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Feeling Angry with your Baby

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  • Sometimes people can feel angry with their children – this does not mean you are a bad parent. It is what you do with this anger that is important.
  • Feelings tell you information about what state you are in.
  • Anger is a mixture of feelings and it often happens if we feel undermined, under threat, powerless or frustrated.
  • Feelings are ok but acting on them might not be.
  • Each of us is responsible for what we do and how we express our feelings, it is not ok to harm someone else with our feelings.
  • What you think or tell yourself can contribute to feeling angry eg if you say to yourself “my baby is screaming to annoy me” you are likely to feel angry but if you say “my baby is screaming because she needs something” you are more likely to feel empathy for the baby and not feel angry.

What to do about anger

  • Recognise that you are feeling angry and that you must take responsibility for it (not blame it on someone or something else).
  • Observe yourself when you are like this, try and notice what led up to it and how this feeling developed in you (this can be very hard as people often feel that anger just comes out of the blue -but it doesn’t).
  • Reduce your stresses and work out what helps you to relax (healthy ways that don’t involve alcohol or smoking).
  • Recognise early signs of stress.
  • Recognise triggers (certain things might “push your buttons”).
  • Take time out for yourself.
  • Plan positive events for yourself.
  • Talk about how you are feeling with someone who understands. Ring a friend. If no-one is available seek professional help.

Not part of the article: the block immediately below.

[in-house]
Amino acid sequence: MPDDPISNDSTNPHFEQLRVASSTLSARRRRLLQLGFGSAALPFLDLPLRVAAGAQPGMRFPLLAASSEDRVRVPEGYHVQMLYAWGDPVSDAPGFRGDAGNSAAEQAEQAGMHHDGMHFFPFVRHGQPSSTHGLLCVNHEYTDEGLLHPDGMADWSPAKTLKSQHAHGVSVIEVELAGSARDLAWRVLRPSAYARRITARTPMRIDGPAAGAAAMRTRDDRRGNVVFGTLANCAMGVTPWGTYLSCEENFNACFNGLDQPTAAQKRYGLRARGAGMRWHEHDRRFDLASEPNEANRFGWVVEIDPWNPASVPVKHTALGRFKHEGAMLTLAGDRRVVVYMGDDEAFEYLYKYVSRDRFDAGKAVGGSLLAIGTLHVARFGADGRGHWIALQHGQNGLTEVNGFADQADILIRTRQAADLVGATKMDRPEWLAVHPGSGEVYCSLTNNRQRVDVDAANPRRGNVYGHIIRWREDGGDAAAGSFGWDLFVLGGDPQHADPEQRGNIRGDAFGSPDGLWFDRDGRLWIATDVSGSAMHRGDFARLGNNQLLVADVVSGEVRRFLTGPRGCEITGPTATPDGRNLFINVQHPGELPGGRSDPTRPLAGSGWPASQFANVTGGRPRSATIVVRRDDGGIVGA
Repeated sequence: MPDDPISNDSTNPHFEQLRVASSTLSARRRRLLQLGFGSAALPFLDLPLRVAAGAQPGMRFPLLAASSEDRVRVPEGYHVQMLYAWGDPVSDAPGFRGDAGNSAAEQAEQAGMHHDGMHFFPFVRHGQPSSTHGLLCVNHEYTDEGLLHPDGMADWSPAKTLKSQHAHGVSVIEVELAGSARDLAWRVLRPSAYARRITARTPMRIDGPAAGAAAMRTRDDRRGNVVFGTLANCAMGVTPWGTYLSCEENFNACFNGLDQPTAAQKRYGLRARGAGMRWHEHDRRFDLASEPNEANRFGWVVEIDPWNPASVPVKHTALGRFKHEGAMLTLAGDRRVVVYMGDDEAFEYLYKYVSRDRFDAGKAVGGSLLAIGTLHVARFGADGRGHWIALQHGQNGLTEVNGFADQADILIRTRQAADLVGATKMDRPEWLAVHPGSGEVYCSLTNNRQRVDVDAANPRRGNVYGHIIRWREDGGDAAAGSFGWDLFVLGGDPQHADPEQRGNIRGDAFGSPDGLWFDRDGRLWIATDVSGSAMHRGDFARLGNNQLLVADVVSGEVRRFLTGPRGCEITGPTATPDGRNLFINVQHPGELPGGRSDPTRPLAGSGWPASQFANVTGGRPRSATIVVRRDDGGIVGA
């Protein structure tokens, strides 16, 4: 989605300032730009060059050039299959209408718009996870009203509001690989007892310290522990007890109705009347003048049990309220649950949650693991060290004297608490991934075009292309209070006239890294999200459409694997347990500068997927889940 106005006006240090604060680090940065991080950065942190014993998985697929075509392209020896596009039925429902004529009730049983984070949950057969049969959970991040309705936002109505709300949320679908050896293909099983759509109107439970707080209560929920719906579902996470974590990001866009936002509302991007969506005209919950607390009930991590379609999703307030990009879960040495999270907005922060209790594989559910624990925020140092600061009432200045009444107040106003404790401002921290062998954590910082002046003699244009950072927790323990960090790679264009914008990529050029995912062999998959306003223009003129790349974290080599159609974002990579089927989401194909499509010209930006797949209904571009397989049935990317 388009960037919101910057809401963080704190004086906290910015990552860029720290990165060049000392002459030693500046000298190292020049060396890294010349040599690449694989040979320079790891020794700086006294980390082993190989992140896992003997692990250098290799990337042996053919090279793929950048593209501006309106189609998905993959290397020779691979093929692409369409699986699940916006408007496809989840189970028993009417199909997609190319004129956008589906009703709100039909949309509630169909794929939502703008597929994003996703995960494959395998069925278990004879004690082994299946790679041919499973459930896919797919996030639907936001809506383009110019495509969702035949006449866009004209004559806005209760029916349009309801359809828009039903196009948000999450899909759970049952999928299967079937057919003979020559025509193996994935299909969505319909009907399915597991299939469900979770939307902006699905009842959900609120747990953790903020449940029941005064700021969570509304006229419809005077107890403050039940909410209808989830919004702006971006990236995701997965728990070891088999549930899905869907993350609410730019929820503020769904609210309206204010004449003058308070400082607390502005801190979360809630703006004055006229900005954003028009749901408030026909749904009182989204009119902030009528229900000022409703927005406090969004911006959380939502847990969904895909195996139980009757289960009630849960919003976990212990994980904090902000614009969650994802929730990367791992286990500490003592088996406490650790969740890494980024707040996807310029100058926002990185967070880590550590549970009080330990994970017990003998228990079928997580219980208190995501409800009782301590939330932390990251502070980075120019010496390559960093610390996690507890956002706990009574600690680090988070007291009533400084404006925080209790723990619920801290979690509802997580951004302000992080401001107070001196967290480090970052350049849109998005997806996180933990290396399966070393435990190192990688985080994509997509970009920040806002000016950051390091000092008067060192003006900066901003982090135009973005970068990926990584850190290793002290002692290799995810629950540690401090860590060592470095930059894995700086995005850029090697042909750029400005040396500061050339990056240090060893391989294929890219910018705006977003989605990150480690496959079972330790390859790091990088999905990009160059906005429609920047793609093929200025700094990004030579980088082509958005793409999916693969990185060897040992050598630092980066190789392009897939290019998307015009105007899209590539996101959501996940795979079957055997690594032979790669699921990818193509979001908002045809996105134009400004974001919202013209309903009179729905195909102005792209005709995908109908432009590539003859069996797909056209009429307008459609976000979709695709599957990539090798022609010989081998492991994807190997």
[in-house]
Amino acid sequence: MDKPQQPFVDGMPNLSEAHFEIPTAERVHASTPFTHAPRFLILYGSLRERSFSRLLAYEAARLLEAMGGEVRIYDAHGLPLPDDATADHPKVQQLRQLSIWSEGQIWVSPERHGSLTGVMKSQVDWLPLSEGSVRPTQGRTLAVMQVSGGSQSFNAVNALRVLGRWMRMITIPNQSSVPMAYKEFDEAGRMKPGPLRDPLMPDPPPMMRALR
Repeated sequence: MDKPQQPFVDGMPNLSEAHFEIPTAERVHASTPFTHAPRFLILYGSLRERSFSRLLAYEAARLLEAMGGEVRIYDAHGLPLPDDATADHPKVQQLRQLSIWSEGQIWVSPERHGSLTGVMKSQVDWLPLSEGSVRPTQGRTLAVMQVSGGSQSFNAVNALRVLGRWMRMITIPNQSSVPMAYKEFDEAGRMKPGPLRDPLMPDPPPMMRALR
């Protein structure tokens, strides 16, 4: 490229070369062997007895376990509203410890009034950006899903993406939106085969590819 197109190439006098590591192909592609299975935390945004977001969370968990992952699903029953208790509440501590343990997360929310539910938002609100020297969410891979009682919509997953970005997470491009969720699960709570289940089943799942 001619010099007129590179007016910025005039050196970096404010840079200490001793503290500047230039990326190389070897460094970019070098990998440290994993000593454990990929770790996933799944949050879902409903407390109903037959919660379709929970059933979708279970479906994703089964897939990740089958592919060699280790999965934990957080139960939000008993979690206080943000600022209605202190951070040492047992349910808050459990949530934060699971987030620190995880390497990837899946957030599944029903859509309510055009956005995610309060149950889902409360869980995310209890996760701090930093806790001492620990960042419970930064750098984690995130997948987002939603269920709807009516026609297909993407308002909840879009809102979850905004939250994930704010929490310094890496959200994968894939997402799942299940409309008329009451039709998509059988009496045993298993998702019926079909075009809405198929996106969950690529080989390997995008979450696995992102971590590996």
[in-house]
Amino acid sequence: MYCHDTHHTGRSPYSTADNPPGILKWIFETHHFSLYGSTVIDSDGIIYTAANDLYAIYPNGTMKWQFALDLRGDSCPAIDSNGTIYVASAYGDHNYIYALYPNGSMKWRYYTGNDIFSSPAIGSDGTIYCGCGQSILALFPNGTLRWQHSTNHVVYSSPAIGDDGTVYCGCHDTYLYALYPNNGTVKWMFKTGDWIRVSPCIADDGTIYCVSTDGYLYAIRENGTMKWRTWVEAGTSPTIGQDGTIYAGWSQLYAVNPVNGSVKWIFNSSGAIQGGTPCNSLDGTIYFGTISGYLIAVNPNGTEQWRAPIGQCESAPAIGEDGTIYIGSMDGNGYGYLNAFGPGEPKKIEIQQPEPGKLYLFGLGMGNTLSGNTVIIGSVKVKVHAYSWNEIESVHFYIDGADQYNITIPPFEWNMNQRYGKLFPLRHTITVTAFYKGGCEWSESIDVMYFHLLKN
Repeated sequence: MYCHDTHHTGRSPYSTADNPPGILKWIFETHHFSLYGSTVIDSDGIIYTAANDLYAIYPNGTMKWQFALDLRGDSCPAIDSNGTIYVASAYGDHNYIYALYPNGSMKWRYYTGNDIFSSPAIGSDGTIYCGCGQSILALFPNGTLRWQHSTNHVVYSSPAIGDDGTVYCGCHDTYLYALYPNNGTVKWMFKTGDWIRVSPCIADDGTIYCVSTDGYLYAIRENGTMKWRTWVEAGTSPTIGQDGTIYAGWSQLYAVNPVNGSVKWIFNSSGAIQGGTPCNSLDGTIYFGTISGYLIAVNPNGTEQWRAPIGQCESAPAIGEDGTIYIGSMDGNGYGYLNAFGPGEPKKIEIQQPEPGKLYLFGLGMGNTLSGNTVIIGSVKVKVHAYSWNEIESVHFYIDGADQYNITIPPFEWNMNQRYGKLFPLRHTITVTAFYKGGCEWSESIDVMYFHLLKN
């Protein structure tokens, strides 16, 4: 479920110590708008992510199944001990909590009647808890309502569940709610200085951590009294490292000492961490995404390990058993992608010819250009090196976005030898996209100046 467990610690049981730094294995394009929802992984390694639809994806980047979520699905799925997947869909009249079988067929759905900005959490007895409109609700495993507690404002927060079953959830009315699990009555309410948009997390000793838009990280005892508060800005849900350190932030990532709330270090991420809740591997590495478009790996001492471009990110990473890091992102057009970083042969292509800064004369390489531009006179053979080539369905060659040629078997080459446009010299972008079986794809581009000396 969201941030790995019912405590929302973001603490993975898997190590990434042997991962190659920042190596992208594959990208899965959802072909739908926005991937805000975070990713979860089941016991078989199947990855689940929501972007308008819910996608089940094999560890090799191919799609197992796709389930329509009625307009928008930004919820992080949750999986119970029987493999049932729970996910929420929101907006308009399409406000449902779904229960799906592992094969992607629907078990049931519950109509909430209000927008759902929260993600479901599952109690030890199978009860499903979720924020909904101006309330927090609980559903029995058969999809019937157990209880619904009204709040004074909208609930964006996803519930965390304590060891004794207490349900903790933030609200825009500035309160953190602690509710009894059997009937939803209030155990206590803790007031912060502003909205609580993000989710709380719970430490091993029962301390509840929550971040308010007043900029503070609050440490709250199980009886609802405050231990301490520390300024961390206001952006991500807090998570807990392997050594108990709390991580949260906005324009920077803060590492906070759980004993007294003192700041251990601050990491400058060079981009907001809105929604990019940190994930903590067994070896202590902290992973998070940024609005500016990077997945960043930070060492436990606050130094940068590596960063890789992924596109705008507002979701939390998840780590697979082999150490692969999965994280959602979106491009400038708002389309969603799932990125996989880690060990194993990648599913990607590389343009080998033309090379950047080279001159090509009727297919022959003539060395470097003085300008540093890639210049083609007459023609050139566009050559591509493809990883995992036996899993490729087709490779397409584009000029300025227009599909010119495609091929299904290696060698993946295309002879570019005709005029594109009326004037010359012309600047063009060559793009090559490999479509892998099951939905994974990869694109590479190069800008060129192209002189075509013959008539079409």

• Accept that when you agree or offer to do something it is your choice whether to do it.

If you are so angry that you may be a danger to your children or to yourself put the child somewhere safe, take a bit of space for yourself and if you can’t calm down get help.

  • Getting help is nothing to be ashamed of. Hurting a child is.
  • If children are around a lot of anger, arguments, raised voices or physical aggression this can be very harmful to children.
  • If a young child sees their main caregiver, usually their mother in danger this is as frightening to them as if they were in the danger themselves.

Sue and her husband came to see their GP. Sue said…
“I totally lost control. My baby was crying and crying and wouldn’t stop. I didn’t know what he wanted. I screamed at him and smacked him. I didn’t know what to do. I rang my husband at work and he came straight home”.
Sue was diagnosed with PND. Extra supports were arranged for her at home that allowed her to have some ‘time out’ for herself. She was started on medication. Her older child went to preschool and she went to a parenting course.

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